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Over the ten days we spent crossing the Karakalpak desert we discovered a world of modern-day nomads who, like us, don’t own much more than they can carry - but are happy to share everything with their Guests.
The people of the Ustyurt plateau - welcome to Central Asia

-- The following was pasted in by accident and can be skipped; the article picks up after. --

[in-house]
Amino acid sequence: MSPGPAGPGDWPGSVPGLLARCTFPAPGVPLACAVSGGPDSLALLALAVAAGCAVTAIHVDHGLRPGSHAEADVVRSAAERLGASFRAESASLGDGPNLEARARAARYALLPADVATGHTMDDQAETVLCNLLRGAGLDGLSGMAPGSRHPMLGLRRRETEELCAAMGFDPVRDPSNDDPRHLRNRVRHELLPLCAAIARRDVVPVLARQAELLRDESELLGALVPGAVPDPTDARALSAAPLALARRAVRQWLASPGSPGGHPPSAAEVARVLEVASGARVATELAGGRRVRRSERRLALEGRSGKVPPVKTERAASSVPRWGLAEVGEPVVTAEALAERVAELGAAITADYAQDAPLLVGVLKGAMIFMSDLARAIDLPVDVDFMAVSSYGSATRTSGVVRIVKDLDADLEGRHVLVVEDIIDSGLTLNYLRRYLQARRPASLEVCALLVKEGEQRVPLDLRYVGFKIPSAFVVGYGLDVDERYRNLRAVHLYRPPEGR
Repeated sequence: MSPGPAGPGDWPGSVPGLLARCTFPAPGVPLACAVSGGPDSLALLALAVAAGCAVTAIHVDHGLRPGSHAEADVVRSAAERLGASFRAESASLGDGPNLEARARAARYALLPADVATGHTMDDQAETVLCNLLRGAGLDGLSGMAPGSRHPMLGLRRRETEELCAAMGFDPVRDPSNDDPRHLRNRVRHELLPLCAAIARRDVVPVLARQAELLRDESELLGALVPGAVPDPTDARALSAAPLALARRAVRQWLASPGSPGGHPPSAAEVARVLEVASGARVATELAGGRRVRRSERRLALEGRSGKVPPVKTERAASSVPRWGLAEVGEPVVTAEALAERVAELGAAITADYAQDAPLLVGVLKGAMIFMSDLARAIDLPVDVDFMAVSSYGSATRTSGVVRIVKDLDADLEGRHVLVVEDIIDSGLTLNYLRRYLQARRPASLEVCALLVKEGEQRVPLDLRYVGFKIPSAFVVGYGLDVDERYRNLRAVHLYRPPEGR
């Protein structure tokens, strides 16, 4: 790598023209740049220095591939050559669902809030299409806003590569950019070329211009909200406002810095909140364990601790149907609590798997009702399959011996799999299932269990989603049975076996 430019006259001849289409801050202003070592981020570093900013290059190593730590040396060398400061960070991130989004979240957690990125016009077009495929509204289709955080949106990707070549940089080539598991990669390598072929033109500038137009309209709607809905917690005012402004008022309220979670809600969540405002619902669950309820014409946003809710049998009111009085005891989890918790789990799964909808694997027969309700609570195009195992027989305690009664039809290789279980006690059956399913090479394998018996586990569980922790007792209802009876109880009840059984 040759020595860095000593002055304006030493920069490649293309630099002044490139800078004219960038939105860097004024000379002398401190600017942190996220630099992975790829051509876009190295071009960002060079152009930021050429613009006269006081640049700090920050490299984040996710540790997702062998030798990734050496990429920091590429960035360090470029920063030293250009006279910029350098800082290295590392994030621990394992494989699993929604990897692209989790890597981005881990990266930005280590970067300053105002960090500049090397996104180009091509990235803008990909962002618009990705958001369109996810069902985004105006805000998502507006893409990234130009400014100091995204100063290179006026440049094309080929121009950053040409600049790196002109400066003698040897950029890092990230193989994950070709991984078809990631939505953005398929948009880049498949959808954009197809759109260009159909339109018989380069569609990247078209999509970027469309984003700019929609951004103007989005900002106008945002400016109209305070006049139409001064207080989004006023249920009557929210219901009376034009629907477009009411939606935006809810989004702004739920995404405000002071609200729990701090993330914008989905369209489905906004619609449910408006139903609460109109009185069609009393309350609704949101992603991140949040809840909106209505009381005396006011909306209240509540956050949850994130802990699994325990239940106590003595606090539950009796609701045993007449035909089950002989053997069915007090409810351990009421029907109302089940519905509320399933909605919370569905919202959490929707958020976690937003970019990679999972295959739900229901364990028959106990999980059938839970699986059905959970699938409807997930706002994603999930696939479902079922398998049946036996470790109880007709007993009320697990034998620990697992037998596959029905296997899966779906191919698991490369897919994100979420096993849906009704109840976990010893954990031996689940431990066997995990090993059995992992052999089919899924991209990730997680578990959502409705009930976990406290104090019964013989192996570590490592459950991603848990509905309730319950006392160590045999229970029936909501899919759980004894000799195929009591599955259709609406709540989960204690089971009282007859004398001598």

Homes are practically empty inside, with colourful carpets and mats lining walls and floors constituting the only "furniture," and sometimes a low table to sit by. Low consumption isn’t a difficult choice when everything must be brought in by truck along interminable and very bumpy roads. Those living in the desert are there either for work or because they were born there. Shift workers in the gas, oil and road-building industries usually spend 15 days in work camps in the desert, and go home to rest for another 15. For the permanent desert-dwellers who farm camels in scarcely scattered villages or run road-side "shayhanas" (guest-houses), the Usyurt desert’s unbearably hot summers and minus-20 winters are the only reality. Both the part- and full-time inhabitants of the desert welcomed us with open arms, in line with nomadic traditions of hospitability - which make sense in a place where it has always been difficult to survive without helping each other... A team of road-builders welcomed us on our first night in the desert, sharing their food, water and "shubat" (frothy camel-milk drink) with us. Timidly approaching their camp of porta-cabins to ask for directions, we heard the question we would soon get used to: "chay budyesh?" - "will you have tea?" Soon we were sitting with the road-workers (dorozhniki) drinking tea, eating soup and rice with meat for dinner, answering their questions: where from? going where? how old? husband and wife? you have a new president in France? what was wrong with the old one? We washed under a tap from a water-truck, slept in the roadside camp, and were back on the road the next morning with two bottles of "shubat," not having dared to even offer to pay - they would have been offended. In the days that followed, we got used to cars stopping to ask us similar questions - but also giving us water and sharing their food with us. The best incident was probably the ice-cold peach juice offered by the driver of a passing truck, whose driver slowed down just enough to tell us: "take it, it’s cold!" You don’t say no to that in 40 degree heat. Over the next ten nights we only paid for a room twice, and spent the rest sleeping by shayhanas, invited into people’s homes or camping in the desert. Cycling really does bring you closer to real people - with the great distances of the desert and no car to take you across them to a hotel, you have no choice but to share the local people’s lifestyle and facilities (or often lack of them...). The toilet is a hole in the ground, drinking water is brought in by truck, and the best you’ll get to wash off the sweat, salt and dust covering your skin is a small bucket or basin. Ten days in the desert is not a lot - but enough to get pulled in by its trans-like beauty, as well as getting a feel for how difficult living there can be. What really made our journey through the desert a series of pleasant surprises was its people, with their gifts of watermelons, tea and shubat, opening their homes to us and offering us all the help we needed. Welcome to Central Asia...